The higher education sector experiences some of the highest rates of cyber security incidents. Educational institutions have plenty of valuable data that makes them vulnerable to attacks. So how can they improve their cyber security measures?
Students enrolled at colleges and universities across the nation are not only getting a classroom education, they’re also learning a hard lesson in cyber security.
Higher education is the third-most breached sector, according to a Symantec report, accounting for 10 percent of all data breaches reported in 2015. Approximately 1.35 million identities were exposed during the incidents.
It’s not just student records that are subject to cyber crime, hackers are targeting faculty, staff and research centers in the university community.
Higher education institutions are prime targets because of their troves of valuable data. Everything from social security numbers, medical records, financial data, addresses, birth dates, and intellectual property are within a single system.
As a result, universities are being forced to step up their cyber security efforts and increase budgets to hire qualified information assurance professionals.
Education Sector Faces Cyber Attacks
Higher education has experienced several damaging cyber security breaches in recent years. Though some have involved identity theft for financial gain, others included denial of service attacks.
The University of Central Florida had one of the largest cyber attacks this year when the school announced hackers had compromised the university’s computer system and stole a variety of information, including social security numbers and ID numbers of approximately 63,000 students, alumni, faculty, and staff.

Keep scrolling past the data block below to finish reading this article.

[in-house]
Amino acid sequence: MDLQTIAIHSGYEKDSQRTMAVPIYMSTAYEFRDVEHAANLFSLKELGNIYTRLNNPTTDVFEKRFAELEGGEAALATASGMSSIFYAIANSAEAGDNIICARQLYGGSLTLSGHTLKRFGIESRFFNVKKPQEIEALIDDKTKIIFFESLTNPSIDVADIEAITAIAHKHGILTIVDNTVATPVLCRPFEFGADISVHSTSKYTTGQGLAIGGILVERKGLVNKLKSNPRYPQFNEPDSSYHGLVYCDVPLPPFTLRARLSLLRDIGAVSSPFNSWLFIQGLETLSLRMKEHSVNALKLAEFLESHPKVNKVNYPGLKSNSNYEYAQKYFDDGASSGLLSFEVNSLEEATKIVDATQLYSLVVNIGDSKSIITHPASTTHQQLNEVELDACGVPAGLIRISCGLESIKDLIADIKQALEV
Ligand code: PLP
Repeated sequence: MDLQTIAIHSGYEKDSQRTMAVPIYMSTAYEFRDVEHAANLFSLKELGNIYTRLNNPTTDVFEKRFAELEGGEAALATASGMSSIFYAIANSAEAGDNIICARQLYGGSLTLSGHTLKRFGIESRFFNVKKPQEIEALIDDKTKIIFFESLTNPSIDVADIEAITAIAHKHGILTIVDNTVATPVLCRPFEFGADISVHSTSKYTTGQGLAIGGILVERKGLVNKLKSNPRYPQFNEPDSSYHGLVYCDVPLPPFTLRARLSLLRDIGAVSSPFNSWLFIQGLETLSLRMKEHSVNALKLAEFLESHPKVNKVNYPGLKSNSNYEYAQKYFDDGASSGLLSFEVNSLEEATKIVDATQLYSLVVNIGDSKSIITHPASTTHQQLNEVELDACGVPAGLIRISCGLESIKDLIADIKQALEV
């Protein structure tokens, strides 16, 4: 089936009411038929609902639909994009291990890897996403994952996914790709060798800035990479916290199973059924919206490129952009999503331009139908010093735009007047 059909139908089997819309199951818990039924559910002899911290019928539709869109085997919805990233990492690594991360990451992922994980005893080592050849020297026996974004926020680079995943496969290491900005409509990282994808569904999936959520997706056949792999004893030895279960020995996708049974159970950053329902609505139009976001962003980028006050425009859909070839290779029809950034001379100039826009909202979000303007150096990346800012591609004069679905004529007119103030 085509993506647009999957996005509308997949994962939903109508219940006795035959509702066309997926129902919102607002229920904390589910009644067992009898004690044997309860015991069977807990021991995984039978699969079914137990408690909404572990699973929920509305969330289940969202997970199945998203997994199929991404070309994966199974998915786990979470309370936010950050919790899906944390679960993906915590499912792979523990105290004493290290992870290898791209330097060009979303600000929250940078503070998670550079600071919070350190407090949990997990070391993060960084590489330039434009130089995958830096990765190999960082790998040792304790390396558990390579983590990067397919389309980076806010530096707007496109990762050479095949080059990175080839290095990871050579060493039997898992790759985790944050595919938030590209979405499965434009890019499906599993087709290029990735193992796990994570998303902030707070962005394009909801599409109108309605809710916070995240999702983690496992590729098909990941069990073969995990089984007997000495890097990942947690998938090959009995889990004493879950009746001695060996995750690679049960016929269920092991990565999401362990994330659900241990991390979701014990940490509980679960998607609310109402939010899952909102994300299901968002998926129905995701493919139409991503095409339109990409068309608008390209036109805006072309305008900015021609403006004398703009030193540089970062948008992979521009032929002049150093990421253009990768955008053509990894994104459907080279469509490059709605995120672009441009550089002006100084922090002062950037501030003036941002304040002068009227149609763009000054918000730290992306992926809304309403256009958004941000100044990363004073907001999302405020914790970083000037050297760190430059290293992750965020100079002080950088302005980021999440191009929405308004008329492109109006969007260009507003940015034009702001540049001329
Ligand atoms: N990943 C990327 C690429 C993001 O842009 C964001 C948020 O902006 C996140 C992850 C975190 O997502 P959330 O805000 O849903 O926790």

The University of Connecticut experienced a similar attack when it detected malware on the university’s servers, compromising social security numbers, employment information, credit card information, and research data from 2013 to 2015.
“The unfortunate reality is that these types of attacks are becoming more and more common, which requires us to be even more vigilant in protecting our university community,” said Michael Mundrane, CIO and vice provost of the University of Connecticut.
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Why Universities are Vulnerable to Cyber Crime
The open culture of higher education is one of the primary reasons why it’s susceptible to cyber crime. Universities encourage transparency, allowing students, donors, and the public to easily connect with them. That transparency can result in exposure.
Universities are unique in that they have different categories of people accessing their system for different purposes. While information assurance protocol may be established for staff, it’s difficult to ensure other community members are aware of the procedures.
Also, with so many students and faculty bringing personal mobile devices on campus, it’s difficult to ensure all those devices are secure.
Some higher education institutions may also have difficulty keeping up with the latest cyber security tools because of their limited resources and budget.
How Universities are Responding
While information assurance wasn’t always a priority, higher education leaders now see the need for it. According to EDUCAUSE, an association of higher education IT leaders, cyber security now ranks as the top issue for university IT departments.
“Our community has noted the importance of a strategy to promote and expand information security awareness and education. Information security is everyone’s responsibility,” said Peter Murray, CIO and vice president for Information Technology at the University of Maryland, Baltimore. “We know that risks are reduced when information security becomes an integral part of an institution’s culture.”
One of the ways institutions are improving information assurance is sharing security information among each other. EDUCAUSE research found that universities that share breach information help reduce the number of stolen records.
Given that cyber security is a top priority for IT leaders, educational institutions are desperately looking for qualified information security professionals. As cyber security threats constantly evolve, professionals with the latest, advanced education can best meet the challenges this sector faces.
How do you think universities are dealing with the rising threat of cyber crime? Help dictate the direction higher education takes to prevent devastating data breaches by investing in your own skills development.